JANUARY 1-31, 2009
Electrifying the Bleakest of Landscapes
Gary Michael Dault
at the Cameron House
408 Queen Street West
Tech road #6 (2007) by Martha Eleen: a vividness of response lifts her small
paintings into the realm of the uncanny.
For most of us, hydro towers are either an annoyance—the visual equivalent of static on the radio—or simply invisible: just something we edit out, in order to free up the landscape.
But not for Martha Eleen. The latest exhibition of her paintings, High Tech Road—now at Toronto’s legendary Cameron House pub—is made up almost entirely of hydro towers. Hydro towers and, as in *High Tech Road #6*, reproduced here, the slabby, monolithic buildings of which big box malls are made.
For Eleen, painting is a procession of intensities. And these claiming intensities are such, for her, that what might reasonably be seen as banality, generates instead a vividness of response that lifts her small (16” x 16”) oil paintings on wood into the realm of the uncanny. “I am drawn to the places where there is no context for paying attention,” she writes in her artist’s statement (see marthaeleen.com). “The experience involves stepping outside of social expectation and conditioned response.”
This stepping outside of social expectation and conditioned response was some time coming. It really began in 2002, when Eleen—who had been painting the landscape around the family cabin near Port Hope, Ontario, in a more or less conventional way (Windy Valley, 1995-2001)—began to grow more absorbed by the drive back to Toronto on the 401 highway than she had been by the pastoral splendour of lakes and woods. She increasingly came to see the drive as a romantic adventure. “The light standards gleaming in the night, the coffee you stop for,” she once explained to me, “you just feel sort of free.”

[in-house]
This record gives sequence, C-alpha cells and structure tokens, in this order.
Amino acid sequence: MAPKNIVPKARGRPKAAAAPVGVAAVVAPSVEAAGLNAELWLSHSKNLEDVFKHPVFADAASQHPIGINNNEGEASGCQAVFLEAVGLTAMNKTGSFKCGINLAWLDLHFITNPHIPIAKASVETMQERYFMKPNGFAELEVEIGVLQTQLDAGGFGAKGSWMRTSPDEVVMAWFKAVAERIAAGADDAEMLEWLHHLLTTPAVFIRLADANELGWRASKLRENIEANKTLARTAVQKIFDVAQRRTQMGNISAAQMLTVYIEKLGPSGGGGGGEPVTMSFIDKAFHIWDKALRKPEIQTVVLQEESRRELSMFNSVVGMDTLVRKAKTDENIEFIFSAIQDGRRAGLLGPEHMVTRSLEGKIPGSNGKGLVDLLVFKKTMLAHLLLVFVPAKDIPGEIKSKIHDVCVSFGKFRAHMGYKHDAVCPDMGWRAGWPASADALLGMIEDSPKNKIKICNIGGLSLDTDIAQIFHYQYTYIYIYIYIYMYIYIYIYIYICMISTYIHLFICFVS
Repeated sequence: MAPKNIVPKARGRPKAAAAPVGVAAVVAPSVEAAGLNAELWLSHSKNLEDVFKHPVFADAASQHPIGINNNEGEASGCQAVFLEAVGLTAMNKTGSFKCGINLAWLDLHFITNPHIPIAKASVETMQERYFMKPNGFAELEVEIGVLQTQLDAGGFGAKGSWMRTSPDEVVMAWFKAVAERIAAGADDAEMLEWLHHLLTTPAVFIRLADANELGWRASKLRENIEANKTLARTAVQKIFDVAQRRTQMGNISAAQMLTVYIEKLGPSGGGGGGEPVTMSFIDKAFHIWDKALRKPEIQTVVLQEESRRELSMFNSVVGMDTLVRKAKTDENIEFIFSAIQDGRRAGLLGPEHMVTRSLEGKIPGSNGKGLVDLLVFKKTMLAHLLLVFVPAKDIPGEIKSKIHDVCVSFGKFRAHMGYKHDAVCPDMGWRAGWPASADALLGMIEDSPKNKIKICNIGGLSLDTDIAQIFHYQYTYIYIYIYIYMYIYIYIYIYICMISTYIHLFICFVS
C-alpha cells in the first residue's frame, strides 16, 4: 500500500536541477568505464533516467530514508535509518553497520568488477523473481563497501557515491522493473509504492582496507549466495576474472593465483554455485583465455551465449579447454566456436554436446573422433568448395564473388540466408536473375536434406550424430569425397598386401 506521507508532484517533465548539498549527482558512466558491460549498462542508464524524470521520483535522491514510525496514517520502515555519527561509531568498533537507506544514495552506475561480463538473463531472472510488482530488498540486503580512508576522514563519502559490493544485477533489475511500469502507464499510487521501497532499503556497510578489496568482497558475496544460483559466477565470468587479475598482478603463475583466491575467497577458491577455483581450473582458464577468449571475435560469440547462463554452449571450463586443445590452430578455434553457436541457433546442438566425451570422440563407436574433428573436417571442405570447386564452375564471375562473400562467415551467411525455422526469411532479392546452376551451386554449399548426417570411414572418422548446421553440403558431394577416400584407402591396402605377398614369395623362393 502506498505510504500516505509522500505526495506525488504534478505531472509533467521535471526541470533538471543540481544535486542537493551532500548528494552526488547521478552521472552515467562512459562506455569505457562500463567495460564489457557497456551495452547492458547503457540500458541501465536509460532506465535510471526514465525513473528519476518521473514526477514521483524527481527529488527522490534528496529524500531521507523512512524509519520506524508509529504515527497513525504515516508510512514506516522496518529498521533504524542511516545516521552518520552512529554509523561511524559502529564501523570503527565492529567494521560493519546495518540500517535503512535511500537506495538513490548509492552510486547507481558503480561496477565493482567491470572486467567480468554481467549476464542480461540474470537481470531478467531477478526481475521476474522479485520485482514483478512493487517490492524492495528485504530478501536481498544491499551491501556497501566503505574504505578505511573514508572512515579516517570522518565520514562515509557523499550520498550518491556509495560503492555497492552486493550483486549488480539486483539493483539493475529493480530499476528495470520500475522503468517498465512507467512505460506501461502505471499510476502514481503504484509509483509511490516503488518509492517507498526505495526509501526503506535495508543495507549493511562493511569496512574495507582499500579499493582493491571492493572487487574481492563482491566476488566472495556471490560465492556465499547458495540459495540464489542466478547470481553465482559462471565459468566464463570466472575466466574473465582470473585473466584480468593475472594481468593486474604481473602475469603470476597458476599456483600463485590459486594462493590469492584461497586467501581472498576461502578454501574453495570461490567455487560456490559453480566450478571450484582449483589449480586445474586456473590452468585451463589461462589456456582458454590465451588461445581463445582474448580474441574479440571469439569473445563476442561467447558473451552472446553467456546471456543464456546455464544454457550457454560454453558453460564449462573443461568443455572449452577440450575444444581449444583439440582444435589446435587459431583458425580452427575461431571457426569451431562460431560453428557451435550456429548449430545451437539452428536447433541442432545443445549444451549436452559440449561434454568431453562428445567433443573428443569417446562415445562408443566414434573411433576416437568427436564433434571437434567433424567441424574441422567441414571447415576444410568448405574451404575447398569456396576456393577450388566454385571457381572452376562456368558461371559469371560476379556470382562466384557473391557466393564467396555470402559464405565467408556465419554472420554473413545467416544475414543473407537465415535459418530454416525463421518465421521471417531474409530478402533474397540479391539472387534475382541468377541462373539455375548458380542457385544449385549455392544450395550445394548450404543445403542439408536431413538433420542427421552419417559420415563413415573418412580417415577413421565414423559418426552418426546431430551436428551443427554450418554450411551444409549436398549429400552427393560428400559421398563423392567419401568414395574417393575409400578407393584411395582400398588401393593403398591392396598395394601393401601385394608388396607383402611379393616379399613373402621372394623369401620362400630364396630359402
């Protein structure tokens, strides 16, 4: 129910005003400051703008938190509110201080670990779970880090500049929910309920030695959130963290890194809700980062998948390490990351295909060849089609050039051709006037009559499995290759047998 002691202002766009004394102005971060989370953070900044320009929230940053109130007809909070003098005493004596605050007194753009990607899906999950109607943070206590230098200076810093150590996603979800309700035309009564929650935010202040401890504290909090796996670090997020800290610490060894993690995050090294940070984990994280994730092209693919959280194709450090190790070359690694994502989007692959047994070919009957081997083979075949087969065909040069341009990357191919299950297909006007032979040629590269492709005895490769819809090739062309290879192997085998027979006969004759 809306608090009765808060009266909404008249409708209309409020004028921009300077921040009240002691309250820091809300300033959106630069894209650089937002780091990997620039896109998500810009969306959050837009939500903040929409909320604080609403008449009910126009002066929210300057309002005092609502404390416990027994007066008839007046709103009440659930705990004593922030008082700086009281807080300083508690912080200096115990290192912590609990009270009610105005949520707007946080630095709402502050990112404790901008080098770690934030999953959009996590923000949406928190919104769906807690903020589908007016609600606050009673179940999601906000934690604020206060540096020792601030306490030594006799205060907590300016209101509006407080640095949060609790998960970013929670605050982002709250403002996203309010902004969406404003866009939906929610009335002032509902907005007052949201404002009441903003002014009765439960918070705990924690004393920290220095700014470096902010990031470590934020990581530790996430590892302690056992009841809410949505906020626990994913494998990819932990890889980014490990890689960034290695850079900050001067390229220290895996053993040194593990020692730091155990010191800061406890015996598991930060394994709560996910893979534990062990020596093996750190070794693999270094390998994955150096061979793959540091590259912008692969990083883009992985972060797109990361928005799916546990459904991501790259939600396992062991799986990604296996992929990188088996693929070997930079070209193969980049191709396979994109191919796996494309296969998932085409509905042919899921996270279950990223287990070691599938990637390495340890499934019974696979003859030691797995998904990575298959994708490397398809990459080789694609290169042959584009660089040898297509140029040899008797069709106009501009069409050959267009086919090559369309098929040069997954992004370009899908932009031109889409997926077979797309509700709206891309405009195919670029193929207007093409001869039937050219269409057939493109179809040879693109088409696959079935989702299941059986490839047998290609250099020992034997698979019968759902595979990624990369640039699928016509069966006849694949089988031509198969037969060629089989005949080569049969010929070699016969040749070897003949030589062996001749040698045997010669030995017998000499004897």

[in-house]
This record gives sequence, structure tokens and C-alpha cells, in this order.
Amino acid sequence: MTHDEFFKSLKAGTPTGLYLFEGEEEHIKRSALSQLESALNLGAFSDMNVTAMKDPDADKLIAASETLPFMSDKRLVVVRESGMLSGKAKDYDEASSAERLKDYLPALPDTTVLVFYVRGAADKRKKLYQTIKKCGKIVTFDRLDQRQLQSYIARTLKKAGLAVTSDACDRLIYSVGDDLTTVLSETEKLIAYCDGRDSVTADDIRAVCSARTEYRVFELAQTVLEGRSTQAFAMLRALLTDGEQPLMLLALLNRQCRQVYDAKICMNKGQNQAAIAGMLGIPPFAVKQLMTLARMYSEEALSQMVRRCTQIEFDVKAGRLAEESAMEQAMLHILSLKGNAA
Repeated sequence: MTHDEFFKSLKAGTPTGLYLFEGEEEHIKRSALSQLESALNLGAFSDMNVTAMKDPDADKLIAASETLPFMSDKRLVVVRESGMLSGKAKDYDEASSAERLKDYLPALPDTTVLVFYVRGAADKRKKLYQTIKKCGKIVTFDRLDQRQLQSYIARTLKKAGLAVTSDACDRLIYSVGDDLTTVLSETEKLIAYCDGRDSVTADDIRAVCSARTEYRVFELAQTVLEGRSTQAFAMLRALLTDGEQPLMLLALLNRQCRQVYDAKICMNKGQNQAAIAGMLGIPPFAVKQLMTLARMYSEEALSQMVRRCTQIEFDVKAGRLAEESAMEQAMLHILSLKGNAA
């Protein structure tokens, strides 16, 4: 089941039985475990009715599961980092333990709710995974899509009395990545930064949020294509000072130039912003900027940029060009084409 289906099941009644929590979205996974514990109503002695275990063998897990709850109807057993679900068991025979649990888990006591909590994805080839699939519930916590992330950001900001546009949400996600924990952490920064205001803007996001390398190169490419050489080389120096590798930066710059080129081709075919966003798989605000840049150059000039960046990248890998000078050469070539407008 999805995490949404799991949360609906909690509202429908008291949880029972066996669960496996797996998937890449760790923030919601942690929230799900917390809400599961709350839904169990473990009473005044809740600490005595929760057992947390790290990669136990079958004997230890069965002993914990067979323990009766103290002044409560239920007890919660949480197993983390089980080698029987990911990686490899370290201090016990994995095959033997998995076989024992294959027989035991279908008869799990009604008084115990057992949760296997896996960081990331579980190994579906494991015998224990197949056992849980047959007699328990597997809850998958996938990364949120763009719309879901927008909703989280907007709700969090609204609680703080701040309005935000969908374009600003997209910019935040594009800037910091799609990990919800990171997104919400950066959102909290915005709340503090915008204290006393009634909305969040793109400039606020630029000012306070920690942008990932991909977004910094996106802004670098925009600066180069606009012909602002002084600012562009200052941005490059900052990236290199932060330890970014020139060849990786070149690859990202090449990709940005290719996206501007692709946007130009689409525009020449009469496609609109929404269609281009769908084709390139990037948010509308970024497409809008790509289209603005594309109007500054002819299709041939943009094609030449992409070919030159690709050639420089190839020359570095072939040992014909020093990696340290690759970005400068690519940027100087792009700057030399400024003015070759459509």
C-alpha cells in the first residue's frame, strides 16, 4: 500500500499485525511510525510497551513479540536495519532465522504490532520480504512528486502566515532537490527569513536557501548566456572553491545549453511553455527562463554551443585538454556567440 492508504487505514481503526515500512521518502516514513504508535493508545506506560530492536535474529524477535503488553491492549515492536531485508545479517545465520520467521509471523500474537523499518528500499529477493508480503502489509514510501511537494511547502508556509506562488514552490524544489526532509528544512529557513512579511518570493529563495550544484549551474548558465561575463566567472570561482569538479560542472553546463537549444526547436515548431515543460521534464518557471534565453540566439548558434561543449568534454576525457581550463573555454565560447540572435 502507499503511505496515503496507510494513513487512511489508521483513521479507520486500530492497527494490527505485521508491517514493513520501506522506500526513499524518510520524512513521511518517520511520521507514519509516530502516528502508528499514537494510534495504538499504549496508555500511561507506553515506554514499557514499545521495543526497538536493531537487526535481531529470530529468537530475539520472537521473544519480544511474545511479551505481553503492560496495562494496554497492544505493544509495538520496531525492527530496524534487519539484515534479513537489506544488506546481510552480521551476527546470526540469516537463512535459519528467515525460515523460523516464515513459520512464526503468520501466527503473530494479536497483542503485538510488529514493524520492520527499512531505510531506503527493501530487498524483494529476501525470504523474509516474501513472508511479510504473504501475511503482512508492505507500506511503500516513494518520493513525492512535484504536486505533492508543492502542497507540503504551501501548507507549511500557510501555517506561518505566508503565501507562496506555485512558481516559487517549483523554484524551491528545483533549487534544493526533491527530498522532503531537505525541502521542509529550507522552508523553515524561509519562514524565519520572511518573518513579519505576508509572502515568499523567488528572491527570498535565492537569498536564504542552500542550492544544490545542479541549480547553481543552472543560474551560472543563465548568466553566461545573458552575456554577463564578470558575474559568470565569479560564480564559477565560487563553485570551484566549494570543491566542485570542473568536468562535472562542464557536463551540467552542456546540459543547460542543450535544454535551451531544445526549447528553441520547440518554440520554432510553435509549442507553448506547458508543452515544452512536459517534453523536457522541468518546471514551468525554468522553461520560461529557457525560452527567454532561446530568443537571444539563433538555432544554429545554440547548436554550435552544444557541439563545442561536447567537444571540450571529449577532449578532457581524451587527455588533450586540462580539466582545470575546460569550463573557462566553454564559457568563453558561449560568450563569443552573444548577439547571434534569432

The freedom extended into her decision to paint from her parked car, on a small impromptu painting-table she devised that sits on her lap. She painted what she saw that way, which, for the works that made up Into the 905: The View from the Car (2002-2005), consisted, for the most part, of the upper levels of high-rise apartment buildings and office buildings. This was followed by her getting out of the car and undertaking a painting sojourn—a residency, actually—in the Peace Village subdivision of the Ahmadiyya Muslim Community in the city of Vaughan (Peace Village, 2006). She sees the current exhibition, High Tech Road, as essentially Part 3 of Into the 905: The View from the Car.
But for Eleen, it was more than just being back on the road again. Her having been a real (albeit temporary) part of a suburban, bedroom community only served to heighten her visual enjoyment of the suburban surround: as she writes in her online statement, “an observational painting practice is less an accumulation of technical skills and more an increasing ability to be present.”
And in High Tech Road, Eleen is wholeheartedly, vividly present to the hydro lines and towers and malls that make up her exquisite show. “How does something as imposing as a big box mall or the…hydro towers with their river of current and chaos of elegant lines fall so beneath our notice as to become almost invisible?” she writes.
Gazing upon Eleen’s hydro towers makes it well nigh impossible to ignore them from now on. “I just think they’re beautiful!” she told me recently on the phone from her Toronto studio. “As you drive by them, they turn and flatten out and face you—they’re so huge and so meaningful—and yet they’re almost unseen!” I asked her once if she considered herself a landscape painter. No, she replied, she paints “the cultural landscape. I’m interested,” she stressed, in how people affect the landscape and how landscape affects lifestyle.” It’s a serious job of work. And one that Martha Eleen is totally up to.